SELECTION. “Irregular wear is often a sign that you’re using the wrong tire for the job,” explains Real Questions, Real Answers, a Bridgestone/Firestone booklet. It recommends that linehaul trucks use a tread with straight grooves and sipes, which are tiny slits; for off-road use, zigzag grooves without sipes may prolong life. Zigzag design gives more surface, spreading out abrasive forces.

Inappropriate tread compound also can create irregular wear. For example, a tough, scrub-resistant compound works well in pickup and delivery service, but a compound that runs cooler will give more regular wear in highway service.

MOUNTING. Make sure tires are mounted evenly all around (evenly seated on the bead) and properly balanced. Goodyear recommends mounting so the low spot marked on the wheel lines up with the high spot marked on the tire to help balance each wheel/tire fit. Manufacturers and tire service technicians can highlight the marks.

SPEED. If it’s practical, reduce your top speed to prevent heating the tires excessively. Slowing from 75 mph to 55 mph extends tire life 20 percent, Goodyear says.

RECORDS. Keep detailed records. For example, if you rotate tires to minimize the effects of irregular wear but notice a problem keeps appearing at a certain wheel position, you can better focus your troubleshooting.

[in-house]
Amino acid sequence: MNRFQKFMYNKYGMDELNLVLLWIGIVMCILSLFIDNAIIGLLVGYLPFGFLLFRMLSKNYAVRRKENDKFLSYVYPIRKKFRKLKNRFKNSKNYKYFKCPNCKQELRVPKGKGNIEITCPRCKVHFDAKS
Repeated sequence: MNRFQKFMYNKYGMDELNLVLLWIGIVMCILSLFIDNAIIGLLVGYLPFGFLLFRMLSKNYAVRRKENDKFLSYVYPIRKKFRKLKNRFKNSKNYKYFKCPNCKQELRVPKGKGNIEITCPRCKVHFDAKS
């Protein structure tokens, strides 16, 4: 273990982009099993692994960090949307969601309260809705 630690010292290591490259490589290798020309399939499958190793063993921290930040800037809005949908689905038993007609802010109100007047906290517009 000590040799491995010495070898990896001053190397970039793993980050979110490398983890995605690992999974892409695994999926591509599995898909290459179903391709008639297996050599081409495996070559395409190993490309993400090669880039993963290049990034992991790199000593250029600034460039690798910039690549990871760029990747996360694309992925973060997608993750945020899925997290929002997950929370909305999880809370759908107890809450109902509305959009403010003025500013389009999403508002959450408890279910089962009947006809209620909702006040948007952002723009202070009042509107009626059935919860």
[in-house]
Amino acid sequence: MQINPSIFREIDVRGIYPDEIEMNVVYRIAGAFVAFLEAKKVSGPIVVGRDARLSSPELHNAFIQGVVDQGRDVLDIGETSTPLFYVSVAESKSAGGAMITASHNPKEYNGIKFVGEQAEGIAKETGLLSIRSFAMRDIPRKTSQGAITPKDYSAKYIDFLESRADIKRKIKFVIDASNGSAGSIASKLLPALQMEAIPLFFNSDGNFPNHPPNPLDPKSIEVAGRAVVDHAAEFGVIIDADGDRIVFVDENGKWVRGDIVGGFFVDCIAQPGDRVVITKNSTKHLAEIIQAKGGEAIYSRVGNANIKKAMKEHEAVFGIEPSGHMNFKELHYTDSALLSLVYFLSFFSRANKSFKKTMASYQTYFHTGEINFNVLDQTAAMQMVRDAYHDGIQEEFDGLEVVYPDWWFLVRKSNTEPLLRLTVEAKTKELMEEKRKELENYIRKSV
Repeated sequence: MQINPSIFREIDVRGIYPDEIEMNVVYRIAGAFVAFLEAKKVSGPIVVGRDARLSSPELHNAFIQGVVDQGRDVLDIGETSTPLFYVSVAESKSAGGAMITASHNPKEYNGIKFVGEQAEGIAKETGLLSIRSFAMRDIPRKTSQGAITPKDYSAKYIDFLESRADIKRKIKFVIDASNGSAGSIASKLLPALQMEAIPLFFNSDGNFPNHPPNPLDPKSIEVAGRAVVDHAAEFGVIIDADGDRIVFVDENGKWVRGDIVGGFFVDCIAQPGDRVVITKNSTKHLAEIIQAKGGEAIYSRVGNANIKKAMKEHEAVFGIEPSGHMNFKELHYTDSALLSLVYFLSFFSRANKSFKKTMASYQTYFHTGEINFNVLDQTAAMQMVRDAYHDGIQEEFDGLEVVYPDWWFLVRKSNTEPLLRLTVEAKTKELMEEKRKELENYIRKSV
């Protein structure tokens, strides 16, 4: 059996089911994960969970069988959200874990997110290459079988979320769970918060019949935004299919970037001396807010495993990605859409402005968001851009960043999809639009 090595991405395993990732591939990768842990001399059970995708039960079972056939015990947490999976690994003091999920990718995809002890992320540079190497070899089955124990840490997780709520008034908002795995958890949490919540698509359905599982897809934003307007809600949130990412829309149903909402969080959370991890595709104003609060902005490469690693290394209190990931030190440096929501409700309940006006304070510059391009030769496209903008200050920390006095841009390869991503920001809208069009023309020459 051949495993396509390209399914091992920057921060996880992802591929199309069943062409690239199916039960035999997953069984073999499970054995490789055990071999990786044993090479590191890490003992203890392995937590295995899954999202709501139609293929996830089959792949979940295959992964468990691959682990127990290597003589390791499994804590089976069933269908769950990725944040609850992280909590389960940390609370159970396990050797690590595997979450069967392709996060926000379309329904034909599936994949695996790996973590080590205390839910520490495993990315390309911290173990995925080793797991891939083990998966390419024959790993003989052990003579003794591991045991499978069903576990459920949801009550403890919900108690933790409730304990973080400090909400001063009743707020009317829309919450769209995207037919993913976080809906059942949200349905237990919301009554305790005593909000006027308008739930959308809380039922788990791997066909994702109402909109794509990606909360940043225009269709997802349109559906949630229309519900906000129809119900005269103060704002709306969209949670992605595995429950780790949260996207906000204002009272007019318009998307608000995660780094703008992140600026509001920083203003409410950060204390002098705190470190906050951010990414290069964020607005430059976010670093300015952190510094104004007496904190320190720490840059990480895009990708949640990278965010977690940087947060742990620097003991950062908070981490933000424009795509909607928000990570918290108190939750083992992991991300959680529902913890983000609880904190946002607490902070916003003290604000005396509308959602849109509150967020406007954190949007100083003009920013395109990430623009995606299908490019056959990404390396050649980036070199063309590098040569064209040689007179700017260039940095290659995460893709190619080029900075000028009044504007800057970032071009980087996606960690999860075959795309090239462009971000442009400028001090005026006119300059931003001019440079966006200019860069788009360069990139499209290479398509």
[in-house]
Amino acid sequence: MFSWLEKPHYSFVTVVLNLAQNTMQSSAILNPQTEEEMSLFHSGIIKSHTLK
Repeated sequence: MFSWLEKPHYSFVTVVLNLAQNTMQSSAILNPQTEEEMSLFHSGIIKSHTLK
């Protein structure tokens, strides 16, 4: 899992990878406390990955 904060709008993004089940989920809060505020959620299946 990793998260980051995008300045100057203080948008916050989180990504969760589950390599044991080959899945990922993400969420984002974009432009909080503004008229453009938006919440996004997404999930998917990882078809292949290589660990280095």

Proper alignment and inflation reduce tread wear, improve casing retreadability, greatly improve fuel economy, reduce driver fatigue and improve driver satisfaction. Practice these basics, and the stories you read from your tires will have happy endings.


Here are some of the chief causes of uneven stress that produce irregular tire wear.

  1. THRUST ANGLE. With a misadjusted thrust angle, the drive axles will be almost parallel with one another, but not aligned properly with the chassis and front axle. The entire chassis will roll down the road at an angle. To detect misaligned thrust angle, “You’ll need to look at two tires,” says Goodyear’s Al Cohn. Tread wear will be similar to toe problems except that the wear pattern on one side of the chassis will feel like toe-out, while on the other it will feel like toe-in. You’ll eventually see fast wear on the outside on one side and fast wear on the inside on the other.